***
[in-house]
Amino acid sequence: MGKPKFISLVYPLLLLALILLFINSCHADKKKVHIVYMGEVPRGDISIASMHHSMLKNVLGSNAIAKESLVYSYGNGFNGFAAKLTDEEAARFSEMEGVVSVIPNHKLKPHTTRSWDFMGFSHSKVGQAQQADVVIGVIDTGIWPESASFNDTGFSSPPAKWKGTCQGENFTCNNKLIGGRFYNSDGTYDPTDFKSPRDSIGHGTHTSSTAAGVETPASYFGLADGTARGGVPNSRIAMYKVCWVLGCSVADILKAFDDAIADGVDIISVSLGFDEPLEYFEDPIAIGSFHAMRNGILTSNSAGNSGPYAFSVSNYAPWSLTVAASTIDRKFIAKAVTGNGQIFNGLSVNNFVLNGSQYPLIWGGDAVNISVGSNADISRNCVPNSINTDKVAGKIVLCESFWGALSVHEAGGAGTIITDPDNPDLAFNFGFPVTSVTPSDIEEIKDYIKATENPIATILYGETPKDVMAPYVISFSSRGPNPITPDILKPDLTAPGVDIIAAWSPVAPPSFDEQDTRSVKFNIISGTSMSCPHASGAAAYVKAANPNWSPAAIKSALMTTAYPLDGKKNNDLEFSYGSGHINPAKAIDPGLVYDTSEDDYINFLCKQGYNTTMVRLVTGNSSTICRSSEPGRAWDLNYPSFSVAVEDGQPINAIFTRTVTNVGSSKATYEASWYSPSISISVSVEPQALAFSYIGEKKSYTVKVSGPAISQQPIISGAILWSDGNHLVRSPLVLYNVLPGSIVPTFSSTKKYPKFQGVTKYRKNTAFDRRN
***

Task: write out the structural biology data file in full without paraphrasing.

[in-house]
Amino acid sequence: MGKPKFISLVYPLLLLALILLFINSCHADKKKVHIVYMGEVPRGDISIASMHHSMLKNVLGSNAIAKESLVYSYGNGFNGFAAKLTDEEAARFSEMEGVVSVIPNHKLKPHTTRSWDFMGFSHSKVGQAQQADVVIGVIDTGIWPESASFNDTGFSSPPAKWKGTCQGENFTCNNKLIGGRFYNSDGTYDPTDFKSPRDSIGHGTHTSSTAAGVETPASYFGLADGTARGGVPNSRIAMYKVCWVLGCSVADILKAFDDAIADGVDIISVSLGFDEPLEYFEDPIAIGSFHAMRNGILTSNSAGNSGPYAFSVSNYAPWSLTVAASTIDRKFIAKAVTGNGQIFNGLSVNNFVLNGSQYPLIWGGDAVNISVGSNADISRNCVPNSINTDKVAGKIVLCESFWGALSVHEAGGAGTIITDPDNPDLAFNFGFPVTSVTPSDIEEIKDYIKATENPIATILYGETPKDVMAPYVISFSSRGPNPITPDILKPDLTAPGVDIIAAWSPVAPPSFDEQDTRSVKFNIISGTSMSCPHASGAAAYVKAANPNWSPAAIKSALMTTAYPLDGKKNNDLEFSYGSGHINPAKAIDPGLVYDTSEDDYINFLCKQGYNTTMVRLVTGNSSTICRSSEPGRAWDLNYPSFSVAVEDGQPINAIFTRTVTNVGSSKATYEASWYSPSISISVSVEPQALAFSYIGEKKSYTVKVSGPAISQQPIISGAILWSDGNHLVRSPLVLYNVLPGSIVPTFSSTKKYPKFQGVTKYRKNTAFDRRN